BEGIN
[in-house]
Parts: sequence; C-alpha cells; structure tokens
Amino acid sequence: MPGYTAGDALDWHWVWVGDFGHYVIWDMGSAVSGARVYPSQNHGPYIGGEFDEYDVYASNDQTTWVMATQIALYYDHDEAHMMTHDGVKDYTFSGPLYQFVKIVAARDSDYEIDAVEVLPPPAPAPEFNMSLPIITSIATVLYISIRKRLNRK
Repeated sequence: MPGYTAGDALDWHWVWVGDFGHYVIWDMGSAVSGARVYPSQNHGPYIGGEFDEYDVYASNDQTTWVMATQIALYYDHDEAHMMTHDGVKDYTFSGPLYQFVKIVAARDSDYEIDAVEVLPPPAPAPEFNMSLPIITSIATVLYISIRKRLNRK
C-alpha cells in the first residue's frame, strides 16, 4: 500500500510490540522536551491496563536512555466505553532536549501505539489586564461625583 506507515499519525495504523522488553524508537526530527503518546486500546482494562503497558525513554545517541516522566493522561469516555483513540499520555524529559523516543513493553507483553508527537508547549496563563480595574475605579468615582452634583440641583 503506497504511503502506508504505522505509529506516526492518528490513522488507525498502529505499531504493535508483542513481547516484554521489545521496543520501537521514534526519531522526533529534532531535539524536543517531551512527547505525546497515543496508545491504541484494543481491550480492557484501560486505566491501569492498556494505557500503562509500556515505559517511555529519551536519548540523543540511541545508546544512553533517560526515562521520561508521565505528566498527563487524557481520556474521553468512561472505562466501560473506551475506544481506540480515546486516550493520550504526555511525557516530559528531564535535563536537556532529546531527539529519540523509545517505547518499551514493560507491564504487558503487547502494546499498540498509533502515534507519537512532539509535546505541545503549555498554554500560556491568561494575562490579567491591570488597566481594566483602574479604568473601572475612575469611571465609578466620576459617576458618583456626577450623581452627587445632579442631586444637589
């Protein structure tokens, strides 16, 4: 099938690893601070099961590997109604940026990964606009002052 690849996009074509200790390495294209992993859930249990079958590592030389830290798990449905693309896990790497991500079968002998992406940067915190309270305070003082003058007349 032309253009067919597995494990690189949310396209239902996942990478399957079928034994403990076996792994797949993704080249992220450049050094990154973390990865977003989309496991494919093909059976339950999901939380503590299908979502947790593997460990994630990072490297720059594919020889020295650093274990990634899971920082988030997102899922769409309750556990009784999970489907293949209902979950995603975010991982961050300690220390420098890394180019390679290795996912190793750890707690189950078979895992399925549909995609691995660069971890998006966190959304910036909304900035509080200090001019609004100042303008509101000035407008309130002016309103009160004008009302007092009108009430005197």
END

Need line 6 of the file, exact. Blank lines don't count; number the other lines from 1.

């Protein structure tokens, strides 16, 4: 099938690893601070099961590997109604940026990964606009002052 690849996009074509200790390495294209992993859930249990079958590592030389830290798990449905693309896990790497991500079968002998992406940067915190309270305070003082003058007349 032309253009067919597995494990690189949310396209239902996942990478399957079928034994403990076996792994797949993704080249992220450049050094990154973390990865977003989309496991494919093909059976339950999901939380503590299908979502947790593997460990994630990072490297720059594919020889020295650093274990990634899971920082988030997102899922769409309750556990009784999970489907293949209902979950995603975010991982961050300690220390420098890394180019390679290795996912190793750890707690189950078979895992399925549909995609691995660069971890998006966190959304910036909304900035509080200090001019609004100042303008509101000035407008309130002016309103009160004008009302007092009108009430005197």